I see our principal every single day. I’m pretty sure his secretary, Ms. Flanigan, has seen me so often that she can identify how urgently I need him merely based on my face and how I knock on the door. Maybe one third of the time, he’s in his office, surrounded by papers, a phone buzzing and a walkie talkie murmuring, but all other times, I’m hunting him down through Mason’s halls. He’s always working.

When he took over, I was skeptical at first. With Mr. Byrd gone, how would my senior year be impacted? I had been watching years of seniors under Mr. Byrd and was prepared and ready to take my spot in the senior sunshine filled with leaving school during my study hall and parking closer. With Mr. Hills taking the throne, what would happen?

Plot twist! It was better than I could have imagined. First of all, credit to my best friend and very rightfully elected class president Andrea Dilao, Mr. Hills allowed the senior class to receive senior privileges in early winter, as opposed to waiting until second semester.

Now, I know a lot of seniors were angry about the enforcement of the 18 year old declaration. Even the squirrels that live in the auditorium know that seniors have been using the 18 year old declaration to skip school in previous years. It’s understandable that in his turn at the helm, Hills decided to specify the exact privileges that this declaration contains and enforce them. To all the seniors who threw a fit, don’t even try to act like you weren’t planning on abusing this privilege. You can’t get mad because an administrator is doing their job and enforcing the law that requires you to be in school. If you were actually leaving school for a doctor’s appointment, then it’s no problem that your parent is calling the school or writing you a note to get you excused. Stop overreacting.

Another thing I’d like to recall was when parking got especially tight and administrators were forced to take action to make sure that juniors and seniors were parking in their respective lots. And while I watched my peers drag Hills through the mud, he actually was the reason that problem got solved. He talked to teachers and found that they were parking in the junior lot and helped them make other arrangements so that juniors would have their spots back and stop being forced to park in the senior lot. And the one day I was left without a spot as junior pulled into the last available senior spot, Hills himself came out to make the junior relocate to their lot.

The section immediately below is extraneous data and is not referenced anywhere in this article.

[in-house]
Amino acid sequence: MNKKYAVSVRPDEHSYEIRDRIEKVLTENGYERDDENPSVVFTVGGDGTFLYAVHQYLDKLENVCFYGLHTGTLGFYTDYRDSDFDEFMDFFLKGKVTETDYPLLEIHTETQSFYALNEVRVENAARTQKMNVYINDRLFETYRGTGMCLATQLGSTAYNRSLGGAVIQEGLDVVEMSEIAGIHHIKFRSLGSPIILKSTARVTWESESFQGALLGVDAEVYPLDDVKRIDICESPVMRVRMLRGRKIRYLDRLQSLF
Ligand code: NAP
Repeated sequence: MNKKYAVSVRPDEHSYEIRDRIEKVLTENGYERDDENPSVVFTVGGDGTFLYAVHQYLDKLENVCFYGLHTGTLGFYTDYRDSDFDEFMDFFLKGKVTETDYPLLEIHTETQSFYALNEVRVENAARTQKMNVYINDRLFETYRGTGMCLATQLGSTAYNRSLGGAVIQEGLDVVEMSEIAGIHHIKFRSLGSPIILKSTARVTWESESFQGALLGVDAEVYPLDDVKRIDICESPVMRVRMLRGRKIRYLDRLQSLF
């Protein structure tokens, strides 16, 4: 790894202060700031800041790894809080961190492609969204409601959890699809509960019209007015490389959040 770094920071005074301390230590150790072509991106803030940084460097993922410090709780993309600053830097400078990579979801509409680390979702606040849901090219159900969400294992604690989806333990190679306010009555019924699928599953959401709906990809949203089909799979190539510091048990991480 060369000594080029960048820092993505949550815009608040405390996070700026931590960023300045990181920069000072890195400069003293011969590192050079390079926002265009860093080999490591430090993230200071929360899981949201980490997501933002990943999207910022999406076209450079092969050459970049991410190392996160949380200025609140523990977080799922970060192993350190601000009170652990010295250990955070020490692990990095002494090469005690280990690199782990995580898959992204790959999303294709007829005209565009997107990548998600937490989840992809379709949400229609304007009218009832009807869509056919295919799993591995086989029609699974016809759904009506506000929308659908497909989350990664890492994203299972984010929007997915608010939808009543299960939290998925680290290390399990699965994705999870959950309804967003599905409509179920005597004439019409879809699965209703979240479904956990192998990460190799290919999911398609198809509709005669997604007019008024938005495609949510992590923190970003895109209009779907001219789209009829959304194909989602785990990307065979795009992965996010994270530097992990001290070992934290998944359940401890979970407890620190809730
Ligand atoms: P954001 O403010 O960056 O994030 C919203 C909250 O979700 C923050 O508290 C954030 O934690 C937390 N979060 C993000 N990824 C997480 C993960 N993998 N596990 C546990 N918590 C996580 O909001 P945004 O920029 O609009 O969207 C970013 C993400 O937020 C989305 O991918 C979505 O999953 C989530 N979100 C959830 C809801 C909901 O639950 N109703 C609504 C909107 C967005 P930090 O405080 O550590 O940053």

Oh, and let’s remember when seniors were furious about the senior alcoves being painted over by their own classmates. First of all, that was so dumb and the alcoves look fine now without the crude drawings of genitalia all over it. When all of you just wanted someone to scream at, who stood there? Mr. Hills. He listened to every single one of you and took the heat for all other student-teacher interactions that were not even close to his fault. All of you were angry because another administrator or teacher had spoken to a few of you in a condescending tone but then you turned around and did the same thing to someone else but it was way louder and lasted way longer.

Why am I defending him when I spent the whole year fighting his role in this paper? Because while fighting for my right as a student journalist, I actually got to know my principal so much better than I ever would have. His schedule was always filled to the brim, but he found time to talk to me after a meeting or during a brisk walk from one office to the next.

And for all of you who continue to mourn Mr. Byrd, get over it. Yes, he was a great principal, but we have another great principal now. Stop comparing them. Start getting to know the man who is leading our school right here, right now.

Dear juniors, please treat our administration better than my class did. They all deserve respect. Just like the respect that Mr. Hills gave me every single day when he took the time to read The Lasso’s stories and ask about my classes and listen to my daily rants.

I’m jealous of the rest of you who remain here under his leadership and I am proud to be a graduating member of his first senior class.

Kate Karstens

Kate Karstens

Kate writes about news, sports, and national politics. Click for full bio.
Kate Karstens

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